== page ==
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The Big Blackfoot River just got some more great coverage!
October 10, 2016:  Friend of the Waterkeeper Alliance and professional photographer Lynne Buchanan recently toured many of the Riverkeeper programs in the Pacific Northwest including mine. This is her blog of her visit here, done from her Florida offices in the middle of Hurricane Matthew. That's dedication - thank you, Lynne!

Your Riverkeeper just published a new book!
 November 30, 2015:  Are you a novice or intermediate fly fisherman?  Or are you in that just-thinking-about-trying-it stage?  Either way, you will enjoy my new book "Fly Fishing for the Reasonably Competent".  As the name implies, this is written "for dummies", and it definitely does not take this wonderful pastime too seriously.  After decades of time on the water with a fly rod in my hand, I wanted to educate the newbie with only the information needed to get out on the water without feeling inferior or intimidated by that snooty guy with a couple grand worth of gear hanging off his vest.

You find no Latin terminology, no lengthy descriptions of arcane and unnecessary knots (you only need 3 of them and they're explained in simple words and photos), and a fair amount of light-hearted perspective to keep you grounded as you learn the basics. 

It's available by
clicking here or on the "check out my book" link on the left.  You can also order it on Amazon.com.  


US District Court Decision:  Colt Summit Project Approved!
 April 7, 2014:  One of the more curious environmental lawsuits was decided this week.  A wide range of environmental groups, including BBRK, joined forces with the logging industry to defend a proposed watershed restoration project in federal court. 


The Colt Summit Restoration and Fuels Reduction Project near Seeley Lake has an unfamiliar twist:  conservation groups, timber interests and government foresters - traditional adversaries - were all on the same side, united in defense of a project that will improve habitat for wildlife and fish, improve water quality in the Clearwater River (a major tributary of the Blackfoot), reduce fire danger, bolster a local economy and help create a healthier forest for future generations.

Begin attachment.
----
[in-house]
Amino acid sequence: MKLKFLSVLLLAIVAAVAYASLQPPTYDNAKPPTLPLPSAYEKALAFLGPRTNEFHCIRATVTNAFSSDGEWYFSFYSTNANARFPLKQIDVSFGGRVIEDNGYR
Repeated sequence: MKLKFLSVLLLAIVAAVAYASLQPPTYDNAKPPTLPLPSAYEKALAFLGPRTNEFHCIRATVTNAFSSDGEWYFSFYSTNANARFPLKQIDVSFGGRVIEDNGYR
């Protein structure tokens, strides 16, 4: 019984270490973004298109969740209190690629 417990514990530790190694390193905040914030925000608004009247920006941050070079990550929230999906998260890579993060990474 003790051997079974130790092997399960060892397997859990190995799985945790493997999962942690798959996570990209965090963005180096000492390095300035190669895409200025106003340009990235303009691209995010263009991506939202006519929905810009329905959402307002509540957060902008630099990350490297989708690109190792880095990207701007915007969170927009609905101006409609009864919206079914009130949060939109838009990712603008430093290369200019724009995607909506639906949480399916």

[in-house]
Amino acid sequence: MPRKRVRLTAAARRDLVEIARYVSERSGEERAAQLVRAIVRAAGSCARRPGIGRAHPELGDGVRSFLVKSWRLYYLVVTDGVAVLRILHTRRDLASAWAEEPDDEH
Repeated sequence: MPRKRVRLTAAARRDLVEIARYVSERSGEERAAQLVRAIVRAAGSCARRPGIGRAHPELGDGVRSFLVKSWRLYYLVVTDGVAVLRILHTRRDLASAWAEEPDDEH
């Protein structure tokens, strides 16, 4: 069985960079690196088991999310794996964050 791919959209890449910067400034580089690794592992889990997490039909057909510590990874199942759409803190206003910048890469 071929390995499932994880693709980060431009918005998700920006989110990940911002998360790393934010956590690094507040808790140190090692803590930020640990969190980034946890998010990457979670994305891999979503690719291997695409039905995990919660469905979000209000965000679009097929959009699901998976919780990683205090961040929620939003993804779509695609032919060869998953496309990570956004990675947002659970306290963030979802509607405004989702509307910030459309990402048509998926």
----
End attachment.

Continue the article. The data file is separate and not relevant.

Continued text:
The project at issue is compelling. So is the painstaking collaborative process that led diverse interests to find common ground in the Lolo National Forest. A new day has dawned in Montana's forests, and no better proof exists than the broad coalition of groups rising in defense of the Colt Summit project.

Four contentious environmental groups that didn’t participate in the collaborative process filed suit against the Forest Service last September, seeking to stop the project.

  It’s hard to think of a better project than Colt Summit to place at the center of this contest because biologists at Montana Fish, Wildlife & Parks have called the project “thoughtfully
planned out, grounded in good science, and long overdue.” The proposal calls for thinning and prescribed burning on about 2,000 acres of overgrown forest in the upper Clearwater River drainage to maintain or improve wildlife and fisheries habitat, provide for scenic vistas, and reduce fuels.

As part of this work, the Forest Service plans to remove and claim